As of June 2018, the DC-9 has been involved in 276 aviation occurrences, including 145 hull-loss accidents, with 3,697 fatalities combined.

Notable accidents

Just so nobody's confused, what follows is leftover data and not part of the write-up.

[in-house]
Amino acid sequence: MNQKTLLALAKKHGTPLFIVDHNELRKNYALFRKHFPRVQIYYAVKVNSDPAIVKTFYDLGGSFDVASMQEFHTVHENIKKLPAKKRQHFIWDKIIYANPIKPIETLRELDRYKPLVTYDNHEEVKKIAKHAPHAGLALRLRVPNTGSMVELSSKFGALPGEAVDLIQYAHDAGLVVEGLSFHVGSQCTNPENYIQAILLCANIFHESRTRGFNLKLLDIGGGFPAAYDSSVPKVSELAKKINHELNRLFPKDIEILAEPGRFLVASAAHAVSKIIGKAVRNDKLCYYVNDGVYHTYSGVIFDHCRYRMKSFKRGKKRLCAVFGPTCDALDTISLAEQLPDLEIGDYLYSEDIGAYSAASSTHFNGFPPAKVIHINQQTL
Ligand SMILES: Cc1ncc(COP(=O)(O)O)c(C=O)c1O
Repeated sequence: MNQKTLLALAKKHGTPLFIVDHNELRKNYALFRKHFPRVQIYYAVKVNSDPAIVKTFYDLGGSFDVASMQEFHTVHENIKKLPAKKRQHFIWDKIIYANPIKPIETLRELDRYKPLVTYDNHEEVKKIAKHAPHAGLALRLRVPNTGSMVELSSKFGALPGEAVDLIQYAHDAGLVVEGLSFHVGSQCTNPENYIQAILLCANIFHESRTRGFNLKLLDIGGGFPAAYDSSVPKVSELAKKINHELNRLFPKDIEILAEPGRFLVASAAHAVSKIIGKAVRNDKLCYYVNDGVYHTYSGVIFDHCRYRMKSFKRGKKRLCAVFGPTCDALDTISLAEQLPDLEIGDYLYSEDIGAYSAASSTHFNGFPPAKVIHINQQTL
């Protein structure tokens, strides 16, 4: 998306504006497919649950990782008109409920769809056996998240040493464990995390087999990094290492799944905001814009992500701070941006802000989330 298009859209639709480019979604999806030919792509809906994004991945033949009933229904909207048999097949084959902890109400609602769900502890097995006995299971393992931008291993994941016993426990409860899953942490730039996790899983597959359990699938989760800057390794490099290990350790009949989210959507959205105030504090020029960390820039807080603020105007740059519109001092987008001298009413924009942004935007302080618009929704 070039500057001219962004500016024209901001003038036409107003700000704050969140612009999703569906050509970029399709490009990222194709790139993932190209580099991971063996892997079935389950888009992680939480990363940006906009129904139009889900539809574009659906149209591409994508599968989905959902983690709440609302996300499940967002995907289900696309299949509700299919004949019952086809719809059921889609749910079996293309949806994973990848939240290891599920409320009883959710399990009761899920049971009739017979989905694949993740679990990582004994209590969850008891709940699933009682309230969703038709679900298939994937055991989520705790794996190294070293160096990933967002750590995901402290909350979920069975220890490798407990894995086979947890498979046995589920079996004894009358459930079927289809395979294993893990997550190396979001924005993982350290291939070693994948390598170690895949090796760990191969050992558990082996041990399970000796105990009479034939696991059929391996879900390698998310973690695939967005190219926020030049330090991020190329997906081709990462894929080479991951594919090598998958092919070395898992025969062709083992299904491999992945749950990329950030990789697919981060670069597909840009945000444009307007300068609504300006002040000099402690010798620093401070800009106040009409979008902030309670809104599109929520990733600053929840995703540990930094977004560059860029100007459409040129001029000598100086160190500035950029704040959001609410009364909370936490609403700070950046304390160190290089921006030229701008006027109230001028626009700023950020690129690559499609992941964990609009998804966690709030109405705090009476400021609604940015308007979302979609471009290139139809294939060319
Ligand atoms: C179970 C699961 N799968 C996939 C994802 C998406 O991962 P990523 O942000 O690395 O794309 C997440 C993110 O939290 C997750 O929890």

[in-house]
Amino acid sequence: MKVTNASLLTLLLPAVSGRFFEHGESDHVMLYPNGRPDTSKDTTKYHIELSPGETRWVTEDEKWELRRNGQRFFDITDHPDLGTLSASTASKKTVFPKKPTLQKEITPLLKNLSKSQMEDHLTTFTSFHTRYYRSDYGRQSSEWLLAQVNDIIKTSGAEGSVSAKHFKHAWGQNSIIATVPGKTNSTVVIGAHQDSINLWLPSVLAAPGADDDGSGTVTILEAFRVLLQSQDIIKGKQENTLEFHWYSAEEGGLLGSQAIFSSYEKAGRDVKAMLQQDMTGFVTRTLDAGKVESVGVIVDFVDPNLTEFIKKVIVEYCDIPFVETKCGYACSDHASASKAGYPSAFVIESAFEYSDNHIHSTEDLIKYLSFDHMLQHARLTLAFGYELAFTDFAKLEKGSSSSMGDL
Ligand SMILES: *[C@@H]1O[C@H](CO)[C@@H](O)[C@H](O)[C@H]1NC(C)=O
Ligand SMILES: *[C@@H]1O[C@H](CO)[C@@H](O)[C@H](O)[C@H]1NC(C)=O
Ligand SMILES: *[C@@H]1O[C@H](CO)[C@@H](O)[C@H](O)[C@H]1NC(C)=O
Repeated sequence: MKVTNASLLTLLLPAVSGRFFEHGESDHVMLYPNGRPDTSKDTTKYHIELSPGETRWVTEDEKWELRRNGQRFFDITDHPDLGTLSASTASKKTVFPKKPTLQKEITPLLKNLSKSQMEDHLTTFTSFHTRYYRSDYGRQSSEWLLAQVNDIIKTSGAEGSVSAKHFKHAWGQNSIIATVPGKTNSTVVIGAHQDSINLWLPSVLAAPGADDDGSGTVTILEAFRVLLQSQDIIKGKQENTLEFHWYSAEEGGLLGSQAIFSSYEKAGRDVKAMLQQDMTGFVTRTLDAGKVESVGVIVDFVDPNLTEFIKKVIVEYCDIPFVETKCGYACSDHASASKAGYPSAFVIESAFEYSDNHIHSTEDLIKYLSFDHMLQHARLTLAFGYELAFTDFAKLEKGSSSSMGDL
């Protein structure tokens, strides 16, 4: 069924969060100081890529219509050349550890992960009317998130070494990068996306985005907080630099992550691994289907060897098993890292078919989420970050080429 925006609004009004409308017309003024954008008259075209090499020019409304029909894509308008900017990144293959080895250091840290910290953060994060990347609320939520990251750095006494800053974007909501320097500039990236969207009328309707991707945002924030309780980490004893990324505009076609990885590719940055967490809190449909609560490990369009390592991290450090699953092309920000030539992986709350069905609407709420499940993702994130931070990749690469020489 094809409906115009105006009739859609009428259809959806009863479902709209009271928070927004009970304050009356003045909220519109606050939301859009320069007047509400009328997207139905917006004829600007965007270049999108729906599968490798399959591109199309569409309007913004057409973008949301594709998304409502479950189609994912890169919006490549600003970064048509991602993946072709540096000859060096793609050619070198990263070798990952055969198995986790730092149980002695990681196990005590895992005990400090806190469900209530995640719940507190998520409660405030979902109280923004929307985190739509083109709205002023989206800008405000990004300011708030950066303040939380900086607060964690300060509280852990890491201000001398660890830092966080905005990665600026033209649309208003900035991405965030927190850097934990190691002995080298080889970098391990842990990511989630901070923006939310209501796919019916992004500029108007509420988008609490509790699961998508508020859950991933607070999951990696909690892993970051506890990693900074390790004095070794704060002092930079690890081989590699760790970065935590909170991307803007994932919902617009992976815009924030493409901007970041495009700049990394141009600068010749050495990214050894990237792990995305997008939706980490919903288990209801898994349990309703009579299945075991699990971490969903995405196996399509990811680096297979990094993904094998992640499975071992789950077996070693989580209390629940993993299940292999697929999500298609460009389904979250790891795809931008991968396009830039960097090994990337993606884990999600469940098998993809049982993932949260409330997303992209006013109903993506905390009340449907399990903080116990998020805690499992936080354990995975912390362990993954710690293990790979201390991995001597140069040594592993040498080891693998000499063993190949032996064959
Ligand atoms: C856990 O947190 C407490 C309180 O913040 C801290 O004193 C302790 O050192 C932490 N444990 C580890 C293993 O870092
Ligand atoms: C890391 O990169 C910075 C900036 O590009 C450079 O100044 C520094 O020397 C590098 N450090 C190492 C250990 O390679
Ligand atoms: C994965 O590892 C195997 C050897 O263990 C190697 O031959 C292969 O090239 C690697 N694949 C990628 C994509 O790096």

* On October 1, 1966, West Coast Airlines Flight 956 crashed with eighteen fatalities and no survivors. This accident marked the first loss of a DC-9. * On March 9, 1967, TWA Flight 553 fell to the field in Concord Township, near Urbana, Ohio, following a mid-air collision with a Beechcraft Baron, an accident that triggered substantial changes in air traffic control procedures. All 25 people on board the DC-9 were killed. * On March 16, 1969, Viasa Flight 742, a DC-9-32, crashed into the La Trinidad neighborhood of Maracaibo, Venezuela, during a failed take-off. All 84 people on board the aircraft, as well as 71 people on the ground, were killed. With 155 dead in all, this was the deadliest crash involving a member of the original DC-9 family, as well as the worst crash in aviation history at the time it took place. * On June 27, 1969, Douglas DC-9-31 N906H of Hawaiian Airlines was struck on the ground by Vickers Viscount N7410 of Aloha Airlines at Honolulu International Airport. The Viscount was damaged beyond repair. The DC-9 was repaired and flew with Hughes Airwest, Republic Airlines, and Northwest Airlines until 2002. * On September 9, 1969, Allegheny Airlines Flight 853, a DC-9-30, collided in mid-air with a Piper PA-28 Cherokee near Fairland, Indiana. The DC-9 carried 78 passengers and four crew members, the Piper, one pilot. The occupants of both aircraft were killed in the accident and the aircraft were destroyed.NTSB Report (PDF)